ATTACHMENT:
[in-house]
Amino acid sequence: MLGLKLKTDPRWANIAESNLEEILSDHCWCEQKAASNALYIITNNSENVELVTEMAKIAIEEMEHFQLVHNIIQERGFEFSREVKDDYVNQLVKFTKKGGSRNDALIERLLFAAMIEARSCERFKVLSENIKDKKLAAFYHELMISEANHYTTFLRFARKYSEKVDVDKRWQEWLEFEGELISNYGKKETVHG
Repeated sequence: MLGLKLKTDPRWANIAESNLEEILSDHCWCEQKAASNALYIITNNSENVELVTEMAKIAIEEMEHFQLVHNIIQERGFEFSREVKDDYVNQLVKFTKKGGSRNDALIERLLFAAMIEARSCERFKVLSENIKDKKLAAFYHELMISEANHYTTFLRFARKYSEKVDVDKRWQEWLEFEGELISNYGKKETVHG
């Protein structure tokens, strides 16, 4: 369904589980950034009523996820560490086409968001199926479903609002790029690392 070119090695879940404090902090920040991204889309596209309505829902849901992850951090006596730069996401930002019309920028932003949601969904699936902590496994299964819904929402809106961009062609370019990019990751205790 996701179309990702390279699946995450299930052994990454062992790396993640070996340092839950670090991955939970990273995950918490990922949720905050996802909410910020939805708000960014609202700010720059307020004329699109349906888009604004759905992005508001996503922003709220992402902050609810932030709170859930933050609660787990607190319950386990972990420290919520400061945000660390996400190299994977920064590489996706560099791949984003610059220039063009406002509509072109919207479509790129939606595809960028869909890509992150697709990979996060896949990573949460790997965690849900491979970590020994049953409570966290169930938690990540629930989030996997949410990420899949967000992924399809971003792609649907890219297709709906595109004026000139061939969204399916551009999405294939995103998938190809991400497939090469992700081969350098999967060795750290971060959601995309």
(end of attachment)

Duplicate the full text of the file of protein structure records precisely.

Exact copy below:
[in-house]
Amino acid sequence: MLGLKLKTDPRWANIAESNLEEILSDHCWCEQKAASNALYIITNNSENVELVTEMAKIAIEEMEHFQLVHNIIQERGFEFSREVKDDYVNQLVKFTKKGGSRNDALIERLLFAAMIEARSCERFKVLSENIKDKKLAAFYHELMISEANHYTTFLRFARKYSEKVDVDKRWQEWLEFEGELISNYGKKETVHG
Repeated sequence: MLGLKLKTDPRWANIAESNLEEILSDHCWCEQKAASNALYIITNNSENVELVTEMAKIAIEEMEHFQLVHNIIQERGFEFSREVKDDYVNQLVKFTKKGGSRNDALIERLLFAAMIEARSCERFKVLSENIKDKKLAAFYHELMISEANHYTTFLRFARKYSEKVDVDKRWQEWLEFEGELISNYGKKETVHG
């Protein structure tokens, strides 16, 4: 369904589980950034009523996820560490086409968001199926479903609002790029690392 070119090695879940404090902090920040991204889309596209309505829902849901992850951090006596730069996401930002019309920028932003949601969904699936902590496994299964819904929402809106961009062609370019990019990751205790 996701179309990702390279699946995450299930052994990454062992790396993640070996340092839950670090991955939970990273995950918490990922949720905050996802909410910020939805708000960014609202700010720059307020004329699109349906888009604004759905992005508001996503922003709220992402902050609810932030709170859930933050609660787990607190319950386990972990420290919520400061945000660390996400190299994977920064590489996706560099791949984003610059220039063009406002509509072109919207479509790129939606595809960028869909890509992150697709990979996060896949990573949460790997965690849900491979970590020994049953409570966290169930938690990540629930989030996997949410990420899949967000992924399809971003792609649907890219297709709906595109004026000139061939969204399916551009999405294939995103998938190809991400497939090469992700081969350098999967060795750290971060959601995309």